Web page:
The modern world is no different from the Egyptian one in this respect. Professing high ethical standards and advanced civilisation, the West has nonetheless abandoned its Christianity (however flawed) and has slid into darkness. The practice of idolatry, in whatever form, be it toward living humans or imaginary gods and 'ascended masters' (and these days, aliens and UFOnauts too) - what the Bible calls gillūlīm and elīlīm - 'dung pellets' and 'godlets' (e.g. Ezek.6:4) - is to worship the evil powers that inspired their creation and adoration. The practice of idolatry brings men into deadly contact with these satanic beings that are full of the poison of spiritual delusion. Those who worship idols become like them (Ps.115:8; Jer.2:5; Hos.9:10). And because of the reality of satanic power behind idols and idolatry, it is an abomination to Yahweh (Dt.7:25), a detested thing (Dt.39:17), and it is the gravest sin of spiritual adultery (Dt.31:16; Jdg.2:17; Hos.1:2).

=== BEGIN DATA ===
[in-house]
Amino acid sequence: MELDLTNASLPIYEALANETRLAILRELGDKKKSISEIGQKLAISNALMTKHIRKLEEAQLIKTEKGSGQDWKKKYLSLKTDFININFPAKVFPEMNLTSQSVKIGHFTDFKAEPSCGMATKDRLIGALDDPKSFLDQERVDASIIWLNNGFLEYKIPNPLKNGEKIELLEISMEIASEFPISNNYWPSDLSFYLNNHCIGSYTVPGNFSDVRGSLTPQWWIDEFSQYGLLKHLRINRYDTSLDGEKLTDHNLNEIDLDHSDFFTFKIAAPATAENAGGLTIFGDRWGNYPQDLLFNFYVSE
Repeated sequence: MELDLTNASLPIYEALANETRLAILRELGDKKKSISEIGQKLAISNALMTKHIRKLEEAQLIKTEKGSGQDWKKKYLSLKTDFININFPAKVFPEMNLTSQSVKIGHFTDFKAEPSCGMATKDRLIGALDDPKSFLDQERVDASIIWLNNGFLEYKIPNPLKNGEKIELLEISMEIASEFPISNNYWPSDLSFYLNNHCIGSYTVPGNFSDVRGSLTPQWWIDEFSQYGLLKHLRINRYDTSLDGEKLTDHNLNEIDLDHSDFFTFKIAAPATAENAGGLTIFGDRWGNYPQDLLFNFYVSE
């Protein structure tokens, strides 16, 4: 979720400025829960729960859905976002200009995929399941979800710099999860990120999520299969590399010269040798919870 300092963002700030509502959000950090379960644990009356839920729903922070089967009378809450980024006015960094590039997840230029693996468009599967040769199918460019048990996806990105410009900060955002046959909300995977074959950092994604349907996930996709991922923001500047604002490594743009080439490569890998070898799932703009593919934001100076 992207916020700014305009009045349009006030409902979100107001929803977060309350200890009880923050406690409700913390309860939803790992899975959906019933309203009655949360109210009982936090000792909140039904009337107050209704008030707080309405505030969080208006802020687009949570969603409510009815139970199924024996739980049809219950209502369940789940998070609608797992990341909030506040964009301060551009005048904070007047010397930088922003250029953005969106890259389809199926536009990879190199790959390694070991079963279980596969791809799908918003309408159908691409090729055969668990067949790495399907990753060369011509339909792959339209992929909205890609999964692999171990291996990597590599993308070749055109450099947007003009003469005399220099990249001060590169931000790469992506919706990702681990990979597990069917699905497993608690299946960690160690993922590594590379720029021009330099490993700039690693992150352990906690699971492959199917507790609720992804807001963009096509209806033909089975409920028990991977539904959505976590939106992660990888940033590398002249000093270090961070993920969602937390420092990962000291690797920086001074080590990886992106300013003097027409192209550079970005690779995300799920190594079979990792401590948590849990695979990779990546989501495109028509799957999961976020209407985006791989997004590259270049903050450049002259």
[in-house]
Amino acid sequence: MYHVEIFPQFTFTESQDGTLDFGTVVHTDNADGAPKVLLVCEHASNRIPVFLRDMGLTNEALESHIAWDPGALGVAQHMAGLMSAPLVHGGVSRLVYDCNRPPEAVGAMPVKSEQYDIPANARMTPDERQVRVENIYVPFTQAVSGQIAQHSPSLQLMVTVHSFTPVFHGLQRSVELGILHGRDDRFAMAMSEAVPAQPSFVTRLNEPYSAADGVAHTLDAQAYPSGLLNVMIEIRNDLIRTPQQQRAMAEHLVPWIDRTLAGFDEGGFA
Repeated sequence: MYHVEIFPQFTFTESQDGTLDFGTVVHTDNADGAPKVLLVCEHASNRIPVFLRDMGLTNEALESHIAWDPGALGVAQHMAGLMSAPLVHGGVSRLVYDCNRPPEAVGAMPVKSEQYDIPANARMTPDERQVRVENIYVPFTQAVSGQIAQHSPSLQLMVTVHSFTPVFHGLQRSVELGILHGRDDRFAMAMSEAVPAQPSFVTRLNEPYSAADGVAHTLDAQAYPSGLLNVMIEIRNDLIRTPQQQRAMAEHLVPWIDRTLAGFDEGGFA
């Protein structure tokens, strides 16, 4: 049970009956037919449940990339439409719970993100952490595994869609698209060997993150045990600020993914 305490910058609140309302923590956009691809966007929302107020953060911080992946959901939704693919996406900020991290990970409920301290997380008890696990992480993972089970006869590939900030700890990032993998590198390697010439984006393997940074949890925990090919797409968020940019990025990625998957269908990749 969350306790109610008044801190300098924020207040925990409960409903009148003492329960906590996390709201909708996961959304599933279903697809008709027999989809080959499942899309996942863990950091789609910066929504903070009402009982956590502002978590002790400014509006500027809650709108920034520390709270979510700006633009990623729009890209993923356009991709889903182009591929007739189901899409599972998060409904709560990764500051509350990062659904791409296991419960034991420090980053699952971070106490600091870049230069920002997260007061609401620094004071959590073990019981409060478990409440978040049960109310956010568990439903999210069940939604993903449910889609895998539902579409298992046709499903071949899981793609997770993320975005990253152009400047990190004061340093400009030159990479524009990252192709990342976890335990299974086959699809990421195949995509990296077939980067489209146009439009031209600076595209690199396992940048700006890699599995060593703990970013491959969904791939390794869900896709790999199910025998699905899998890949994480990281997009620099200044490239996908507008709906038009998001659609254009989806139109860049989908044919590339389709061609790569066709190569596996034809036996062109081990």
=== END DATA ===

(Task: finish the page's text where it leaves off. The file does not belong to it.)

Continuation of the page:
The high ethical values of the ancient Egyptians counted for nothing as far as salvation was concerned. There was only one Elohim (God), Yahweh, back then as there is only one Elohim (God) today, and He has not changed one iota in His view of idolatry. The contrast between Yahweh and idolatry is to be drawn in terms of life, activity and government. Thus the ma'at notwithstanding, the life, activity and government of ancient Egypt was perverse, by which the Israelite people had become seriously infected.